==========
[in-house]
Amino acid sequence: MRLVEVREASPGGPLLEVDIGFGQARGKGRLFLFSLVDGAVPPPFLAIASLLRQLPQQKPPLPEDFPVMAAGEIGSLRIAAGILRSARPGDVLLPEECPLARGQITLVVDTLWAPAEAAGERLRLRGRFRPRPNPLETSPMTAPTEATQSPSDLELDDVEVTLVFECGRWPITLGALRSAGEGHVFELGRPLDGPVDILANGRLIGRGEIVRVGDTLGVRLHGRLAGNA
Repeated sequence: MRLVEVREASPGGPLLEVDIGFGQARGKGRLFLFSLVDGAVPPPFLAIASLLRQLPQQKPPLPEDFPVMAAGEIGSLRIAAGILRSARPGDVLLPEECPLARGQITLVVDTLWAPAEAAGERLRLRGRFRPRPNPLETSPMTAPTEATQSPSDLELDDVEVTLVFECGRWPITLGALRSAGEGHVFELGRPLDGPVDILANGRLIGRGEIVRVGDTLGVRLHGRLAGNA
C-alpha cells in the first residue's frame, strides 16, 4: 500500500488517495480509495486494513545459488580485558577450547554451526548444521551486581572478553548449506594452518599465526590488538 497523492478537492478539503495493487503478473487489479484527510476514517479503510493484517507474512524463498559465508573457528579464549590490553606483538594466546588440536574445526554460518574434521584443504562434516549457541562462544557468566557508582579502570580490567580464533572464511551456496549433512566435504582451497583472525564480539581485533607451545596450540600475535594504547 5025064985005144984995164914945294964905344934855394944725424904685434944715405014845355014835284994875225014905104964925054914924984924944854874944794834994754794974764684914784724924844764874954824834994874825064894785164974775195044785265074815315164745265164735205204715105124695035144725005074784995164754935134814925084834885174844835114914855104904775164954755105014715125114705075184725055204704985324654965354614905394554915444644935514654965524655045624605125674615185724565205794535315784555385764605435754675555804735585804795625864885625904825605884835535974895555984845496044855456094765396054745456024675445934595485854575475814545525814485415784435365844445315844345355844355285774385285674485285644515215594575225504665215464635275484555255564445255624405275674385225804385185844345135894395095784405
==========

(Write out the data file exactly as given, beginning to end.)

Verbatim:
[in-house]
Amino acid sequence: MRLVEVREASPGGPLLEVDIGFGQARGKGRLFLFSLVDGAVPPPFLAIASLLRQLPQQKPPLPEDFPVMAAGEIGSLRIAAGILRSARPGDVLLPEECPLARGQITLVVDTLWAPAEAAGERLRLRGRFRPRPNPLETSPMTAPTEATQSPSDLELDDVEVTLVFECGRWPITLGALRSAGEGHVFELGRPLDGPVDILANGRLIGRGEIVRVGDTLGVRLHGRLAGNA
Repeated sequence: MRLVEVREASPGGPLLEVDIGFGQARGKGRLFLFSLVDGAVPPPFLAIASLLRQLPQQKPPLPEDFPVMAAGEIGSLRIAAGILRSARPGDVLLPEECPLARGQITLVVDTLWAPAEAAGERLRLRGRFRPRPNPLETSPMTAPTEATQSPSDLELDDVEVTLVFECGRWPITLGALRSAGEGHVFELGRPLDGPVDILANGRLIGRGEIVRVGDTLGVRLHGRLAGNA
C-alpha cells in the first residue's frame, strides 16, 4: 500500500488517495480509495486494513545459488580485558577450547554451526548444521551486581572478553548449506594452518599465526590488538 497523492478537492478539503495493487503478473487489479484527510476514517479503510493484517507474512524463498559465508573457528579464549590490553606483538594466546588440536574445526554460518574434521584443504562434516549457541562462544557468566557508582579502570580490567580464533572464511551456496549433512566435504582451497583472525564480539581485533607451545596450540600475535594504547 5025064985005144984995164914945294964905344934855394944725424904685434944715405014845355014835284994875225014905104964925054914924984924944854874944794834994754794974764684914784724924844764874954824834994874825064894785164974775195044785265074815315164745265164735205204715105124695035144725005074784995164754935134814925084834885174844835114914855104904775164954755105014715125114705075184725055204704985324654965354614905394554915444644935514654965524655045624605125674615185724565205794535315784555385764605435754675555804735585804795625864885625904825605884835535974895555984845496044855456094765396054745456024675445934595485854575475814545525814485415784435365844445315844345355844355285774385285674485285644515215594575225504665215464635275484555255564445255624405275674385225804385185844345135894395095784405